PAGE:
Six Must-See Works in 2019 Asia Week New York

By Chung-Fan Chang, Assistant Professor of Art, Stockton University

Marked as the 10th anniversary for Asia Week New York, this year gathered 48 international galleries, 6 auction houses and 16 cultural institutions in the 10 days celebrations from March 13-23, 2019. Impressed from my last year’s first press tour, I decided to join the “gang leaders,” Margret Tao and Marilyn White this year again to continue our passionate encounter of Asia Art.

If you are traveling to NYC for the week just for the 2019 Asia Week New York, I am most certain you are familiar with the states of flux, and therefore, migration as part of the life course that we often encounter during seasonal change would allow me to present the Migration exhibition by Kaikodo gallery. The Vietnamese Dragon-Decorated White Stoneware Bowl from the 15th century as a tribute item from Vietnam to the Tan dynasty is light lighted in the gallery space as you entered. The bowl was made of stone, a lower-fired ware, instead of porcelains commonly used in China. The dragon design is somewhat different than the Chinese dragon, especially on the shape of the body that was designed to allow extended room for the two claws, front and back. The original use of the bowl is assumed for tea drinking, but I am curious as for what kind of tea were circulated amount the noble in Vietnam that still exit today. If you like driftwood, don’t forget to peak at the eleven (11) pages of Driftwood Portraits 2019 by artist Wang Mansheng.

Kaikodo Gallery
Vietnames Dragon-Decorated White Stoneware Bowl
Later Ly dynasty
15th century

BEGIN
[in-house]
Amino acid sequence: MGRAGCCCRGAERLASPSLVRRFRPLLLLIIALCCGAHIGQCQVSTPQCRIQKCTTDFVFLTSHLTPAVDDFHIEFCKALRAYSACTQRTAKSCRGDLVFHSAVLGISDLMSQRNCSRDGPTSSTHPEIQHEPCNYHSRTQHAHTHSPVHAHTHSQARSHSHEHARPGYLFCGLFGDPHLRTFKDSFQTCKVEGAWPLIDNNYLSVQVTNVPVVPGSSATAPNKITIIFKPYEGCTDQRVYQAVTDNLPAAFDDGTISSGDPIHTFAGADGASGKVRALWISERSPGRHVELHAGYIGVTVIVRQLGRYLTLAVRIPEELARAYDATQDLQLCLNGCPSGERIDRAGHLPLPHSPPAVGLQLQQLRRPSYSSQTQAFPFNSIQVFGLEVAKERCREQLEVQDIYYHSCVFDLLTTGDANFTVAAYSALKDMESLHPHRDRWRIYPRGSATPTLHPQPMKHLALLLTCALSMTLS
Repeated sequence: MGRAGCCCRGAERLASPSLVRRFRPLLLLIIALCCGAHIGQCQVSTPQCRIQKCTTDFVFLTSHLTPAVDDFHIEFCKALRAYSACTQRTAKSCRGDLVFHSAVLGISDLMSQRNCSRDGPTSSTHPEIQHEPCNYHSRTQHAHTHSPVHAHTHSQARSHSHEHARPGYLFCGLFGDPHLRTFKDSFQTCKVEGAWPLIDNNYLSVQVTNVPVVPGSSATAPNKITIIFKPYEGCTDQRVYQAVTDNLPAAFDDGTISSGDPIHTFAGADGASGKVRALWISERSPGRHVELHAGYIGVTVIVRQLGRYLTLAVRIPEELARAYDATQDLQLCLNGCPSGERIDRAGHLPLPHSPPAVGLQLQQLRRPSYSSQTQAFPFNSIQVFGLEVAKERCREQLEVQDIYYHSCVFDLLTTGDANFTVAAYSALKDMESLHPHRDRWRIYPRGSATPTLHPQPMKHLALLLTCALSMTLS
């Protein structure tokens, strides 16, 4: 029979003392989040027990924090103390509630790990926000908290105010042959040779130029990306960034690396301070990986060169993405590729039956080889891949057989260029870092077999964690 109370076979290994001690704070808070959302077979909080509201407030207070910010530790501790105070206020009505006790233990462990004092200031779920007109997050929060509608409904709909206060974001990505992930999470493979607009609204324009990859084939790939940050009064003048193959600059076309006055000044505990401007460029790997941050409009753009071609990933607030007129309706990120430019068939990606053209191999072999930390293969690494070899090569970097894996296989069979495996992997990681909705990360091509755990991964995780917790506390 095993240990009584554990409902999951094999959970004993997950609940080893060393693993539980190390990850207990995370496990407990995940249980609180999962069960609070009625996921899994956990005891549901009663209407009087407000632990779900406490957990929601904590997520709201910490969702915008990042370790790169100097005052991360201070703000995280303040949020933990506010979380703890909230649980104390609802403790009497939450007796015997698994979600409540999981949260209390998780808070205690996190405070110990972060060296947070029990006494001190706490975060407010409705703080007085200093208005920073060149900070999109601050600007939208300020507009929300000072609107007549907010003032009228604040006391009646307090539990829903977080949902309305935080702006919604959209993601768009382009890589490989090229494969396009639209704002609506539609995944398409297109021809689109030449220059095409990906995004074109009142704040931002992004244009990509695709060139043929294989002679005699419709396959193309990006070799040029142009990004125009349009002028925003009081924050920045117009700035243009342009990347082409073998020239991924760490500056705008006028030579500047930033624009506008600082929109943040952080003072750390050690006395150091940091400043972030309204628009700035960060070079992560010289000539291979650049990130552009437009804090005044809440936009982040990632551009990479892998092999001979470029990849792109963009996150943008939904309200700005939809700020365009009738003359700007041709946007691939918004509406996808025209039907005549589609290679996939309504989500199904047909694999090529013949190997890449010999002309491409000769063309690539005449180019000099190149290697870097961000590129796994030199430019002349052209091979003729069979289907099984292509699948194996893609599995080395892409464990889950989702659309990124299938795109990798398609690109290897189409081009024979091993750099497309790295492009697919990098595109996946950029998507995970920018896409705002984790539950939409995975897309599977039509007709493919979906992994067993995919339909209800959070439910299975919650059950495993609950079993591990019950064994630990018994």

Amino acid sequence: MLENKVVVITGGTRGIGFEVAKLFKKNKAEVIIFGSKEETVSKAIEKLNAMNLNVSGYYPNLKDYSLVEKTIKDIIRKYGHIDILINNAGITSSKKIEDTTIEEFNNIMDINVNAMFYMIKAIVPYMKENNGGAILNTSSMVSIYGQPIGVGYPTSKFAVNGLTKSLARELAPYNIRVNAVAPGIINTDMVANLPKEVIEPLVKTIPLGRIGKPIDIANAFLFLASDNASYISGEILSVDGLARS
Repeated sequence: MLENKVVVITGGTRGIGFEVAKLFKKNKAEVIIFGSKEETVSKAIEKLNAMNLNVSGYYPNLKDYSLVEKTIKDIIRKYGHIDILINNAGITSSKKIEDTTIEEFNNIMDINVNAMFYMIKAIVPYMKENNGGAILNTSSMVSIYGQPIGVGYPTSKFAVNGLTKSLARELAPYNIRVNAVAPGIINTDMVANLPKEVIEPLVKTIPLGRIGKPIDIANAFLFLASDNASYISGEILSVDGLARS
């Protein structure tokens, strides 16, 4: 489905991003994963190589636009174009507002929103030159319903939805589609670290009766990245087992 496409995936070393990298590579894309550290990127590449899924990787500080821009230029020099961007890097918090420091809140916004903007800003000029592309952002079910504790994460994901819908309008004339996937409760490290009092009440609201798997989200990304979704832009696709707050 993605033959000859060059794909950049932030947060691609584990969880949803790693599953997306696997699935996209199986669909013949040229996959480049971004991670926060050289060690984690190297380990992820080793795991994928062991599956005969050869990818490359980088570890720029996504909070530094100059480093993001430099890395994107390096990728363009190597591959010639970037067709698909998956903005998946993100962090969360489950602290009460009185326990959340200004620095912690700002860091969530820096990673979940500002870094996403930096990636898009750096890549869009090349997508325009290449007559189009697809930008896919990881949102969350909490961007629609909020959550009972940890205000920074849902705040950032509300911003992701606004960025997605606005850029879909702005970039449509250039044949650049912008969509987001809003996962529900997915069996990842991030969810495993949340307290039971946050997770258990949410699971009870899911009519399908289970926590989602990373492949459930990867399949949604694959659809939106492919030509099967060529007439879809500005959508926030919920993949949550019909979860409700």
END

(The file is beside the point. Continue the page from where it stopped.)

Recent Provenance: Japan

Wang Mansheng
Driftwood Protraits 2019
Album of 11 leaves, link on paper

If you like vessels, Tomimoto Kenkichi’s work is a must-see during Asia Week New York. Pay attention to his intricate brush work and decorative patterns on the Sake flask with fern pattern. The rational design reveals artist’s temperament and embodies his keen interest of nature. Joan Mirviss, owner of the Joan B Mirviss LTD gallery on Manhattan’s Upper East Side, stated in the tour that Tomimoto Kenkich often tell his fellow artist and student don’t make pattern from pattern, and go outside to the nature. Through viewing the work, one can appreciate his design motif that compromise the essence of the form effortlessly.

Tomimoto Kenkichi
(1886–1963)
Sake flask with
fern pattern, after 1952
Glazed porcelain with
gold and silver glazes
over red overglaze
6 (h)  3 7/8  3 1/2 in.

Works are carefully curated for grouping peers of Tomimoto Kenkichi on the shelf. As usual, the exhibition is 88% sold. Come take a look of these amazing pieces before they are placed in private space.

If you can get enough of pattern, artist Alexander Gorlizki’s work is on view at the Cora Ginsburg Gallery. Gorlizki takes traditional elements in miniature painting and mix them with pop iconography and cartoon. You will not be disappointed by his carefully painted works on paper and whimsical sculptures. The works in the Indian Miniatures with a Contemporary Twist are priced from $2,500 to $8,000.

Alexander Gorlizki will give an Artist’s Talk at Kentler International Drawing Space on April 6, 6-8pm.

Just like Alexander Gorlizki’s attention to details, Japanese folding screens at Erik Thomsen Gallery are remarkable.

Itō Kinsen
Folding Screen, Ehite Peacocks and Fatsia, ca. 1915
Ink, mineral colors, and gofun (powdered calcified shell) on gold-washed paper
70 x 110 3/5 in
177.7 x 281 cm

Detailed views of Folding Screen, Ehite Peacocks and Fatsia, ca. 1915

Taruno Takeo
Folding Screen, Leopard, 1919
Ink, mineral colors, and gold wash on paper
66 9/10 x 74 1/2 in
170 x 189.3 cm

Detailed view of Folding Screen, Leopard, 1919

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